The Republican senator from Arkansas is supporting the presumptive Republican nominee for president.
Normally, this would be an unsurprising statement. But, as you’re no doubt aware by now, this is not a normal election. The senator is Tom Cotton, who is something of an exotic creature in Congress these days: a Republican hawk who, like his colleague John McCain, has immersed himself in international affairs and advocates robust U.S. leadership in the world. Cotton values NATO. He is a proponent of free trade and believes that, on balance, NAFTA has benefitted the U.S. economy. He thinks the Iraq War was necessary and just.
The presumptive nominee is Donald Trump, a nationalist, semi-isolationist Republican who has ridiculed John McCain, has scant experience with international affairs, and dismisses America’s global leadership as a rotten deal. Trump is fed up with NATO. He is a proponent of protectionist trade policies, even trade wars, and describes NAFTA as the “worst trade deal in the history of this country.” He calls the Iraq War “one of the worst decisions in the history of our country.”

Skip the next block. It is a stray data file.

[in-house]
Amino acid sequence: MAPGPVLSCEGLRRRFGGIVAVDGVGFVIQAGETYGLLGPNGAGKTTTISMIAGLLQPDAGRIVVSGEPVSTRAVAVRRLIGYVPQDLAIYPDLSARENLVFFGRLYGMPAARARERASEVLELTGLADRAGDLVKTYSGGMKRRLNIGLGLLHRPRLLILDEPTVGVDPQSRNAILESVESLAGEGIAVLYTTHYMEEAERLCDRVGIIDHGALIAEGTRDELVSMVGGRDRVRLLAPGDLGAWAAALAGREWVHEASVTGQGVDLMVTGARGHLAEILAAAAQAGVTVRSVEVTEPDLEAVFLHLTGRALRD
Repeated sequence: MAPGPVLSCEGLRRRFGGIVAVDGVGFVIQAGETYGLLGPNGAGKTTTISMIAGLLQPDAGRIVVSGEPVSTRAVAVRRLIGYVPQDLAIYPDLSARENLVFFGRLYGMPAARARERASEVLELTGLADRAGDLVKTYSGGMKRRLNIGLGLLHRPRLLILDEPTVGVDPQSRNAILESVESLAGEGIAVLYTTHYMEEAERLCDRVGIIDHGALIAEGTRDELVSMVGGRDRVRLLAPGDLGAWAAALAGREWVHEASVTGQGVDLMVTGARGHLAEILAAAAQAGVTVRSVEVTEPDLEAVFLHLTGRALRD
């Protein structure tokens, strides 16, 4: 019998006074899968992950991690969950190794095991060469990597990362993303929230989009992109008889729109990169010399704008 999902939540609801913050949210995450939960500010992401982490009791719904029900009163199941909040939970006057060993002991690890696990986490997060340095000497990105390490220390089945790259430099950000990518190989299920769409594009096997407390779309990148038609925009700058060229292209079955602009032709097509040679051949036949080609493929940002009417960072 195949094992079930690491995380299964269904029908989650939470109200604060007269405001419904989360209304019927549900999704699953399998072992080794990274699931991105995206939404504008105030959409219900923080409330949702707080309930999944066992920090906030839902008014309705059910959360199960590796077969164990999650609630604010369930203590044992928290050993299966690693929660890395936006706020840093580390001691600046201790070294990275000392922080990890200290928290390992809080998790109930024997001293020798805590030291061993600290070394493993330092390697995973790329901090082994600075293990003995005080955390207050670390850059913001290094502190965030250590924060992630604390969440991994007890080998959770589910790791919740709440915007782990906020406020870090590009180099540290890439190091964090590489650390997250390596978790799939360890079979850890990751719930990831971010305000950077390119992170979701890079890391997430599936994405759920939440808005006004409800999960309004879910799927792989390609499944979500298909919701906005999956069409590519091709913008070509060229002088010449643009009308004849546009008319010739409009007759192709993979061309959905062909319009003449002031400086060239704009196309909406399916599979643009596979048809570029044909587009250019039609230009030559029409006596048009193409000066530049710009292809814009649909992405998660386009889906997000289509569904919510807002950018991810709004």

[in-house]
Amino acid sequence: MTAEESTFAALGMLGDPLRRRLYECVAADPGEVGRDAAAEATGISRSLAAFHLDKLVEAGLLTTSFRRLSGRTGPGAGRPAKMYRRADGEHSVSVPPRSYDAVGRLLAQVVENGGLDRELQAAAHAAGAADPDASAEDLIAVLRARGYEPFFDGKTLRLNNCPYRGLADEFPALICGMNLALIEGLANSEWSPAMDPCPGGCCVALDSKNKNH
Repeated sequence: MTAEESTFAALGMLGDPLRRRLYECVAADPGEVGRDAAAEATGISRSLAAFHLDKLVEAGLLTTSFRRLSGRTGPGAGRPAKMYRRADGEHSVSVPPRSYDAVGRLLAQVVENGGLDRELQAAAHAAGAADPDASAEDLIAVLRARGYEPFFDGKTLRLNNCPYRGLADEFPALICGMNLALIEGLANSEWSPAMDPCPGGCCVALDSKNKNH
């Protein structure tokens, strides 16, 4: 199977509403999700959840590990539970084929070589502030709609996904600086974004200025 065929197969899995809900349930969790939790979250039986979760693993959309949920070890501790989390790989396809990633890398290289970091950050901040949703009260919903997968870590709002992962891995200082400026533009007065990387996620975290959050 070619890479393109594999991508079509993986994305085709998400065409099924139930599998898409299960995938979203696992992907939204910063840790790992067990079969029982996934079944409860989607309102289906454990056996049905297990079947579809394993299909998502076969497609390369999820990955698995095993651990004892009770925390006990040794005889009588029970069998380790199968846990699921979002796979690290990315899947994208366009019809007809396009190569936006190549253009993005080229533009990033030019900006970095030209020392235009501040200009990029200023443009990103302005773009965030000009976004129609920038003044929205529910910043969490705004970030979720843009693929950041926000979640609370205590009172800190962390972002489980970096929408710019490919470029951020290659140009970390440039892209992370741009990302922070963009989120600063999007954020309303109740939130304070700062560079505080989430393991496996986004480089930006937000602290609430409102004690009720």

Therein lies the surprise, and the confusion, about the position Cotton has staked out in the election. “We need to be active and engaged throughout the world because [the United States has] been a positive force for stability and order, which as a continental nation with global interests is in our national-security interest,” Cotton told The Atlantic’s Jeffrey Goldberg at the Aspen Ideas Festival, which is co-hosted by the Aspen Institute and The Atlantic. This conviction, he said, put him squarely within the “post-World War II bipartisan consensus” on U.S. foreign policy.